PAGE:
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Management Failures Were Critical in Fukushima Nuclear Catastrophe

Preliminary report finds emergency preparedness and handling were as critical as design failures

2 min read
Management Failures Were Critical in Fukushima Nuclear Catastrophe

The release of a preliminary Fukushima review report on Dec. 26, the day after Christmas, and exclusively in Japanese, pretty well guaranteed it would get little attention in the western press. But according to a summary of that report delivered today at a conference in Washington, D.C., the report delivered a devastating verdict on emergency preparedness at the Fukushima plant and on the actual handling of the emergency.

When, late last spring, the Japanese government established the review panel and named Professor Yataro Hatamuro to head it, its instructions were to consider technological and social aspects of the accident but not deliver blame. Yet then Prime Minister Naoto Kan also said at the time, “A closed inner-circle of pro-nuclear scientists and bureaucrats has made energy policies (to date). I would ask you to discuss if such a policy-making process should be maintained, and to examine the accident from various standpoints, not just the technical aspect.”

Theoretical physicist Robert Rosner, founding director of the Energy Policy Institute at the University of Chicago, summarized the Hutamura findings as follows today:

• there was no provision for tsunami risks in the "design basis" of the Fukushima reactors (the worst cases the design should allow for)

* plant staff was not prepared with detailed emergency procedures, and specifically was not prepared for a loss of plant power situation

• staff also was not prepared for loss of cooling and took some actions initially that made things worse rather than better

Rosner said that his study of the review made him change his mind about the fundamentals of the accident: previously he had assumed that siting and design errors were primarily responsible for the scope of the Fukushima disaster. The reactors were badly placed to begin with, and design details did not make the situation better. For example, emergency cooling pumps were put "in harm's way," closer to the ocean than the reactors. Cooling ponds were placed at elevations above the reactors, which was good for earthquake resistance but made them vulnerable to flying debris.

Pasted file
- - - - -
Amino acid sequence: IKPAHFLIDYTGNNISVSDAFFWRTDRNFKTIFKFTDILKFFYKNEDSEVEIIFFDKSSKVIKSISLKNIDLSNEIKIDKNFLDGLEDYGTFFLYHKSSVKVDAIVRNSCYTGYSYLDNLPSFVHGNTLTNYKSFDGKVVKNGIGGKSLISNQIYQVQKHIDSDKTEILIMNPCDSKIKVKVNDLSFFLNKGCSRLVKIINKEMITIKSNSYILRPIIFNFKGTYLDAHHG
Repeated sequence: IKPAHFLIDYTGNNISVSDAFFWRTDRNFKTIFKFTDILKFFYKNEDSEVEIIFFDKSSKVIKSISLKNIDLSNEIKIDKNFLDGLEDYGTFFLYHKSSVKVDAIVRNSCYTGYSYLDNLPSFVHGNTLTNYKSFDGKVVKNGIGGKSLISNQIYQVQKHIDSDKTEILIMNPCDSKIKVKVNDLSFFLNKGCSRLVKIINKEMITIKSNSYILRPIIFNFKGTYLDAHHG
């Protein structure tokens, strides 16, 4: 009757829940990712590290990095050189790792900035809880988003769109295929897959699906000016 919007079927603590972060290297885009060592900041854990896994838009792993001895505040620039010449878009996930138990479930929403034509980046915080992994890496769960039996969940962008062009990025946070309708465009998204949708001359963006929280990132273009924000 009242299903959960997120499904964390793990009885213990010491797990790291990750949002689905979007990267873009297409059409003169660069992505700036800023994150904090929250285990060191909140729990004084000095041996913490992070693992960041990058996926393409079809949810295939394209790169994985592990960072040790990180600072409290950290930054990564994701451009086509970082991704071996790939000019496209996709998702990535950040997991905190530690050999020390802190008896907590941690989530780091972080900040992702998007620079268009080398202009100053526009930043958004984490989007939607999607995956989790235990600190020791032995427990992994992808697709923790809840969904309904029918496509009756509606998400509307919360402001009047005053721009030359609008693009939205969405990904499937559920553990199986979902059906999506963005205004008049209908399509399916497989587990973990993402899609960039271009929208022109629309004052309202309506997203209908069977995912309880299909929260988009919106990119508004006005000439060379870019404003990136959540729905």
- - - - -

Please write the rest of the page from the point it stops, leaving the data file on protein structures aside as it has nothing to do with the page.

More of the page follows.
But Rosner now believes many accident consequences could have been mitigated and that management failures were mainly to blame for the gravity of the event. In addition to weak emergency preparedness, the review report documents poor communications in general between the plant operators, Tepco management and regulators, a "culture barrier" between the operators and Tokyo management, and "ineffective government oversight," he said.

Commenting on the poor performance of the on-site team sent by Tokyo regulators, Rosner said that because there were no detailed emergency plans, the regulators were just as confused as everybody else about what was going on, and therefore were almost completely ineffective.

The Conversation (0)
This photograph shows a car with the words “We Drive Solar” on the door, connected to a charging station. A windmill can be seen in the background.

The Dutch city of Utrecht is embracing vehicle-to-grid technology, an example of which is shown here—an EV connected to a bidirectional charger. The historic Rijn en Zon windmill provides a fitting background for this scene.

We Drive Solar

Hundreds of charging stations for electric vehicles dot Utrecht’s urban landscape in the Netherlands like little electric mushrooms. Unlike those you may have grown accustomed to seeing, many of these stations don’t just charge electric cars—they can also send power from vehicle batteries to the local utility grid for use by homes and businesses.

Debates over the feasibility and value of such vehicle-to-grid technology go back decades. Those arguments are not yet settled. But big automakers like Volkswagen, Nissan, and Hyundai have moved to produce the kinds of cars that can use such bidirectional chargers—alongside similar vehicle-to-home technology, whereby your car can power your house, say, during a blackout, as promoted by Ford with its new F-150 Lightning. Given the rapid uptake of electric vehicles, many people are thinking hard about how to make the best use of all that rolling battery power.

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